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Impacts of Escherichia coli infection in young breeder chicks on the behavior and cerebral activity of purinergic and cholinergic enzymes involved in the regulation of molecules with neurotransmitter and neuromodulator function.

08:00 EDT 8th October 2019 | BioPortfolio

Summary of "Impacts of Escherichia coli infection in young breeder chicks on the behavior and cerebral activity of purinergic and cholinergic enzymes involved in the regulation of molecules with neurotransmitter and neuromodulator function."

The objective of this study was to evaluate if infection by Escherichia coli in juvenile breeder chicks alters the activity of enzymes involved in neurotransmission and cerebral immunomodulation, including acetylcholinesterase (AChE), nucleoside triphosphate diphosphohydrolase (NTPDase), 5'-nucleotidase (5'NT) and adenosine deaminase (ADA), as well as their effects on the pathogenesis of the disease. We divided 20 growing breeder chicks into two groups (n = 10 per group). One group was experimentally infected with 1 mL of culture medium containing 1 × 10 CFU of E. coli intraperitoneally. The other was the negative control. On the tenth day after infection, the animals were euthanized and brain samples were collected. Macroscopically, pericarditis and hepatic congestion were observed in the birds, but without histopathological lesions in the encephalon although the bacterium was present in the cerebral cortex of all animals in the infected group (i.e., they were PCR-positive). The activity of AChE, NTPDase, 5'-NT and ADA were evaluated in the cerebral homogenates of the birds after 10 days of infection. AChE activity in the cerebral cortex was lower in the infected group than in the control; there was an increase in the activity of NTPDase, 5'-nucleotidase and ADA, possibly indicating greater hydrolysis of ATP (P < 0.001), ADP (P < 0.01) and AMP (P < 0.01), followed by increased adenosine deamination (P < 0.001). Despite these changes, no apparently diseased animals were observed throughout the experimental period. Therefore, such changes in enzymatic activity may affect the functioning of the central nervous system because these enzymes are responsible for extracellular regulation of molecules that act on neurotransmission and immunomodulation such as acetylcholine, ATP and adenosine.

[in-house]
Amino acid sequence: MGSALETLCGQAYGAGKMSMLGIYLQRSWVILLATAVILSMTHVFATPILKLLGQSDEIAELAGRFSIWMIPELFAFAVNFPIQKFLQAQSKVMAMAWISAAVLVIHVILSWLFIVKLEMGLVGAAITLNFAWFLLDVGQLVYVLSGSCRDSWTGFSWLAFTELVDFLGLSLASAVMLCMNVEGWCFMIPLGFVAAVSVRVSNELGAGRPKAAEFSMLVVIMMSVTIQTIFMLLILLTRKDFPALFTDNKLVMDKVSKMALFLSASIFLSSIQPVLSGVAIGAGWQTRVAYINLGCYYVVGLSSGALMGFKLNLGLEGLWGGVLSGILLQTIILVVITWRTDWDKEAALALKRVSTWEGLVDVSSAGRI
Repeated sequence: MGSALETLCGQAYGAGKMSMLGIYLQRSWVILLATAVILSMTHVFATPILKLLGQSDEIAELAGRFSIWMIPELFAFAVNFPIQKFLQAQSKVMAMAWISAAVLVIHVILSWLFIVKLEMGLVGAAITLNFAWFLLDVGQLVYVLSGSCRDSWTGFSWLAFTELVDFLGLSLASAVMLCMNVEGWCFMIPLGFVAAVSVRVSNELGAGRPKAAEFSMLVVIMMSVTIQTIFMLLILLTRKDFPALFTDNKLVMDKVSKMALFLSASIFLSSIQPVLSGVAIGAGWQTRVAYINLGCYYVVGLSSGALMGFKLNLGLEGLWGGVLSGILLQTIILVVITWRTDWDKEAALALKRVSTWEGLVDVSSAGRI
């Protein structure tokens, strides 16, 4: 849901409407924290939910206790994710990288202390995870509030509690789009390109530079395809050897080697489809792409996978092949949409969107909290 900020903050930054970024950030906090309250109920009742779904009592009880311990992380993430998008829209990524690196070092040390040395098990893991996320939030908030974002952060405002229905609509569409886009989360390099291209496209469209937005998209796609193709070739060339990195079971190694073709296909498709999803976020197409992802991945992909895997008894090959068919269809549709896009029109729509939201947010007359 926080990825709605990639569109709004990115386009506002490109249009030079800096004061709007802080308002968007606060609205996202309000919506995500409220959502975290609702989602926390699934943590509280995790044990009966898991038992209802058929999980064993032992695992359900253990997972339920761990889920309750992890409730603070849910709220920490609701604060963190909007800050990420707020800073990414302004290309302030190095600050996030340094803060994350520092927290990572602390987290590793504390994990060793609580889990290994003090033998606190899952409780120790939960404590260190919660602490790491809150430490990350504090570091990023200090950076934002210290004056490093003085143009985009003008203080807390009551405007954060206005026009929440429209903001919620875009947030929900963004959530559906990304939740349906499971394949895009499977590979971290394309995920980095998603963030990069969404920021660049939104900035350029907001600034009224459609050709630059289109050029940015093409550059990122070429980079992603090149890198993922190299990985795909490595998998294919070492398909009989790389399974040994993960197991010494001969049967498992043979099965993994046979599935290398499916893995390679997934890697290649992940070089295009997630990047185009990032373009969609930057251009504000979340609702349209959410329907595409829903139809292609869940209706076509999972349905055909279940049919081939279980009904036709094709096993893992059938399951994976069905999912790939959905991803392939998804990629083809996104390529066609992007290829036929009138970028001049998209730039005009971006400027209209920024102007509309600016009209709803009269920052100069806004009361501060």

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This article was published in the following journal.

Name: Microbial pathogenesis
ISSN: 1096-1208
Pages: 103787

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